We spent the night in Kuta (the super touristy part of Bali) for no reason other than being close to the airport. We had at least 3 hours between flights in Surabaya, on the east side of Java, which I believe is the second biggest city in Indonesia (similar size to Toronto). We then flew to Pangkalan Bun, in the southwest part of Kalimantan. Most people consider the whole island Borneo, but that name only applies for the Malaysian part in the north. The Indonesian part is called Kalimantan, but when I’m talking about the whole island, I’ll call it Borneo, because that’s the only term I’ve heard for the whole island. We took a 15-minute taxi from the Pangkalan Bun airport to Kumai, on a big estuary that most rivers in southwest Borneo flow into. We found a pretty basic hotel (the first place we’ve stayed that doesn’t include toilet paper in the price), and my parents went to the port and found a boat captain and guide that would take us the next day. We didn’t do much in Kumai, so I’ll skip straight to the trip.
The boat, or the “kloktok” as they’re called, left port in the morning, with 8 people on board. The Douglas family, guide Herman, captain Anjung, assistant Rudy and cook Alu. We went downstream on the estuary for about 30 minutes, and Herman told us the plan for the trip: We’d enter the Sekonyer river off the estuary, and travel upstream until we got to the first orangutan feeding station (I know you’re wondering why they feed them, but I’ll explain later). We’d hopefully see orangutans, and we’d spend the night on the boat there too. The next day, we’d go further up the river to the second station, then turn off onto an even smaller river, and go to the third feeding station. We’d then head back downstream and spend the night somewhere along the small river, and the next day, we’d go all the way back to Kumai. We had an exciting trip ahead!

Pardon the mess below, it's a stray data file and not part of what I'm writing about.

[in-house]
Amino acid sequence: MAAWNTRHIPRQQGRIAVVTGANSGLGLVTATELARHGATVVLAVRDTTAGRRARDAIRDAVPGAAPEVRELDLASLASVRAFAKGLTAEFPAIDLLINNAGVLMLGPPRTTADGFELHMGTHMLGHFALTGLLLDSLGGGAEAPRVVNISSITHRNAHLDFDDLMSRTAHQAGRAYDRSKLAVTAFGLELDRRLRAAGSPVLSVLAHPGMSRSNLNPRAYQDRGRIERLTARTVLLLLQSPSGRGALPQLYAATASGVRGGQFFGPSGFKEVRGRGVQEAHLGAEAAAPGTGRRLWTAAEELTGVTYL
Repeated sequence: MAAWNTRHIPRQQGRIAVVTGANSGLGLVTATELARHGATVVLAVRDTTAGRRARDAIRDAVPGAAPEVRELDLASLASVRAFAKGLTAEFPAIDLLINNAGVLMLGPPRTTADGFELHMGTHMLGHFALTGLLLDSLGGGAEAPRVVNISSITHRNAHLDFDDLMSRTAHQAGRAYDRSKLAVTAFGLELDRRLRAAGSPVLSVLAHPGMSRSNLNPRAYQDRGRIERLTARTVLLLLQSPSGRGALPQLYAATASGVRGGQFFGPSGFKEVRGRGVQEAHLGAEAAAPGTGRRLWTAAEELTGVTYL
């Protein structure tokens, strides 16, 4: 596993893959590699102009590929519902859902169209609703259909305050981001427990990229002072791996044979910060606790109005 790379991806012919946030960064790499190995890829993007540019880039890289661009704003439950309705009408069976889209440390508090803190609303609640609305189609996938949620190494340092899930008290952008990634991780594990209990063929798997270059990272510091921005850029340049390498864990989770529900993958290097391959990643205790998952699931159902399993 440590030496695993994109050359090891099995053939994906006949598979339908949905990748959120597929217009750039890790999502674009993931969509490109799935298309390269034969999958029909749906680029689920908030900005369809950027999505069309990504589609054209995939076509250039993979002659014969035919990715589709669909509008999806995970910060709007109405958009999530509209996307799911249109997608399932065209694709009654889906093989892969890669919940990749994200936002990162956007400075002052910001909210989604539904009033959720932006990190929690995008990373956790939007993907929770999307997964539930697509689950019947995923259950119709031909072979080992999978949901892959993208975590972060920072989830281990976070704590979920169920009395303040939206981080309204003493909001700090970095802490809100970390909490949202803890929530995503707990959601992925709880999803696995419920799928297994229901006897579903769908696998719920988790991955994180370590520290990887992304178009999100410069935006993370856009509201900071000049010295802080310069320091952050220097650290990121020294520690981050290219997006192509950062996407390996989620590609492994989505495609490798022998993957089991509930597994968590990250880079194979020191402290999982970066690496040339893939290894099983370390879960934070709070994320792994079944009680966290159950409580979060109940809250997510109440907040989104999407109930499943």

We turned off the estuary onto the Sekonyer river, the entrance to Tanjung Puting Notional Park.
As we cruised along, Alu brought us a delicious lunch of fried squid, vegetables and rice. She’s an amazing cook!
Herman told us that you can sometimes see orangutans in the trees, so we kept our eyes peeled. We didn’t see any, but we saw several troops of proboscis monkeys, known for their big, floppy noses.